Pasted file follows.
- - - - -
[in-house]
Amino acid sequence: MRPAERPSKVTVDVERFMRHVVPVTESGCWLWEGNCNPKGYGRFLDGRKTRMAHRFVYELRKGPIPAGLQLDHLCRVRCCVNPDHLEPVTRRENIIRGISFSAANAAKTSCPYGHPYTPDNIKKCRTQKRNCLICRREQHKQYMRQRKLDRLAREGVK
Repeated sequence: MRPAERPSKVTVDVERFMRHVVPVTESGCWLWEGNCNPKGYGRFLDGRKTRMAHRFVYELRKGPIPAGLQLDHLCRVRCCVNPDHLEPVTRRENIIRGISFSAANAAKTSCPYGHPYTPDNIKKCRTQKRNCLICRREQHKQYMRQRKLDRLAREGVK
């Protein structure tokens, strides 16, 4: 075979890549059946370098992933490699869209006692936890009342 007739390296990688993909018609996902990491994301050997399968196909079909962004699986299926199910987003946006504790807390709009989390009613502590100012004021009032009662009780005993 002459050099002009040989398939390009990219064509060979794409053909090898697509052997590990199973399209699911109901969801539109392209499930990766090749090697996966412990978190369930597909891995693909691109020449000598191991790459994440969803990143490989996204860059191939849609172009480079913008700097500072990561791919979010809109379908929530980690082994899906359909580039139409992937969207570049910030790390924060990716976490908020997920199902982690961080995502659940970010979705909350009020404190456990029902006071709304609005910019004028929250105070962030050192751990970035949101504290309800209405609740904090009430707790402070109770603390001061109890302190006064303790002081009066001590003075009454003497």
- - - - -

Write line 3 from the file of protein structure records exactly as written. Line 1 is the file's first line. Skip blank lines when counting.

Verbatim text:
Repeated sequence: MRPAERPSKVTVDVERFMRHVVPVTESGCWLWEGNCNPKGYGRFLDGRKTRMAHRFVYELRKGPIPAGLQLDHLCRVRCCVNPDHLEPVTRRENIIRGISFSAANAAKTSCPYGHPYTPDNIKKCRTQKRNCLICRREQHKQYMRQRKLDRLAREGVK